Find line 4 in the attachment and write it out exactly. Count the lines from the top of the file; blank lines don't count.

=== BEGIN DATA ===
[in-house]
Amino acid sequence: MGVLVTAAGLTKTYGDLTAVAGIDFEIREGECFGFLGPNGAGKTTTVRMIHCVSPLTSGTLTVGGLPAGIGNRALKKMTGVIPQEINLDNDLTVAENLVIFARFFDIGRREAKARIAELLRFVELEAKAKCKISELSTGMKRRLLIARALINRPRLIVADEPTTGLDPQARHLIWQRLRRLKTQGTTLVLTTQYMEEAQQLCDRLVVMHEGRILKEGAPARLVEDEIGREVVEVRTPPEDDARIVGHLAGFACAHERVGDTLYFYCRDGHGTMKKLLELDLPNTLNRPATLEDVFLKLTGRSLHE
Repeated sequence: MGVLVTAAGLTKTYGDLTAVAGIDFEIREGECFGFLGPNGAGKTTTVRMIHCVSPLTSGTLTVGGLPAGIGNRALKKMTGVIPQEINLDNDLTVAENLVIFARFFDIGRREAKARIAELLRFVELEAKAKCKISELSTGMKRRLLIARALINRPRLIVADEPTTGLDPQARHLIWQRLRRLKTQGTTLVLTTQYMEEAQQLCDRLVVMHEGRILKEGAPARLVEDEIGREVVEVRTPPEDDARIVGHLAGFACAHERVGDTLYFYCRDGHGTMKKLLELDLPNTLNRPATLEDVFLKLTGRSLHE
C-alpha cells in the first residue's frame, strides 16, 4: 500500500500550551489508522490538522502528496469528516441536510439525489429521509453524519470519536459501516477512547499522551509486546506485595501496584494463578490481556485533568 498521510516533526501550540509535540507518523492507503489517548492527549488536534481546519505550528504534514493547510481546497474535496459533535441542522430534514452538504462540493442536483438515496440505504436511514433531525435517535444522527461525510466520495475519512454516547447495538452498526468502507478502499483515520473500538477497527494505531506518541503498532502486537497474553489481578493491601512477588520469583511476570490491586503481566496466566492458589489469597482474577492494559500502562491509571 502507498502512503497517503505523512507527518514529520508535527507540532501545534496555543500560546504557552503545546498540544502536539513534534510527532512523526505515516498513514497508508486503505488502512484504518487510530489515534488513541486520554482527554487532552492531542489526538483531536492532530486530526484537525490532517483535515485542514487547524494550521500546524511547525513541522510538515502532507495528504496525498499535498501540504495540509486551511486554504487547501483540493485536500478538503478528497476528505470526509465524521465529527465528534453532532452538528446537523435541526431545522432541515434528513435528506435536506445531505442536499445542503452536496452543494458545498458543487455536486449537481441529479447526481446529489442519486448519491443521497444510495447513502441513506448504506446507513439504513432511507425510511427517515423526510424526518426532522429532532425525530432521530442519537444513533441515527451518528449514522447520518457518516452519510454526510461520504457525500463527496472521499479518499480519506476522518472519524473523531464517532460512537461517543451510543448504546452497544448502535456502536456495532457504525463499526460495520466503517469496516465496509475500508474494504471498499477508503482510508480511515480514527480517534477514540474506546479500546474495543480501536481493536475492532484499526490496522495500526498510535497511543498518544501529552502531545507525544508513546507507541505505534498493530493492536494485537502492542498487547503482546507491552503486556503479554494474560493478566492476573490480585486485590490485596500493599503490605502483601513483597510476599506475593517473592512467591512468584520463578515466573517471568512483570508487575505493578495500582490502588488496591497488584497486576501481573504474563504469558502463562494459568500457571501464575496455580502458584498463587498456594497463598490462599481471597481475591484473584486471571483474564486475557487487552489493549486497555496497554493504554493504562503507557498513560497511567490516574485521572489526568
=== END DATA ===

C-alpha cells in the first residue's frame, strides 16, 4: 500500500500550551489508522490538522502528496469528516441536510439525489429521509453524519470519536459501516477512547499522551509486546506485595501496584494463578490481556485533568 498521510516533526501550540509535540507518523492507503489517548492527549488536534481546519505550528504534514493547510481546497474535496459533535441542522430534514452538504462540493442536483438515496440505504436511514433531525435517535444522527461525510466520495475519512454516547447495538452498526468502507478502499483515520473500538477497527494505531506518541503498532502486537497474553489481578493491601512477588520469583511476570490491586503481566496466566492458589489469597482474577492494559500502562491509571 502507498502512503497517503505523512507527518514529520508535527507540532501545534496555543500560546504557552503545546498540544502536539513534534510527532512523526505515516498513514497508508486503505488502512484504518487510530489515534488513541486520554482527554487532552492531542489526538483531536492532530486530526484537525490532517483535515485542514487547524494550521500546524511547525513541522510538515502532507495528504496525498499535498501540504495540509486551511486554504487547501483540493485536500478538503478528497476528505470526509465524521465529527465528534453532532452538528446537523435541526431545522432541515434528513435528506435536506445531505442536499445542503452536496452543494458545498458543487455536486449537481441529479447526481446529489442519486448519491443521497444510495447513502441513506448504506446507513439504513432511507425510511427517515423526510424526518426532522429532532425525530432521530442519537444513533441515527451518528449514522447520518457518516452519510454526510461520504457525500463527496472521499479518499480519506476522518472519524473523531464517532460512537461517543451510543448504546452497544448502535456502536456495532457504525463499526460495520466503517469496516465496509475500508474494504471498499477508503482510508480511515480514527480517534477514540474506546479500546474495543480501536481493536475492532484499526490496522495500526498510535497511543498518544501529552502531545507525544508513546507507541505505534498493530493492536494485537502492542498487547503482546507491552503486556503479554494474560493478566492476573490480585486485590490485596500493599503490605502483601513483597510476599506475593517473592512467591512468584520463578515466573517471568512483570508487575505493578495500582490502588488496591497488584497486576501481573504474563504469558502463562494459568500457571501464575496455580502458584498463587498456594497463598490462599481471597481475591484473584486471571483474564486475557487487552489493549486497555496497554493504554493504562503507557498513560497511567490516574485521572489526568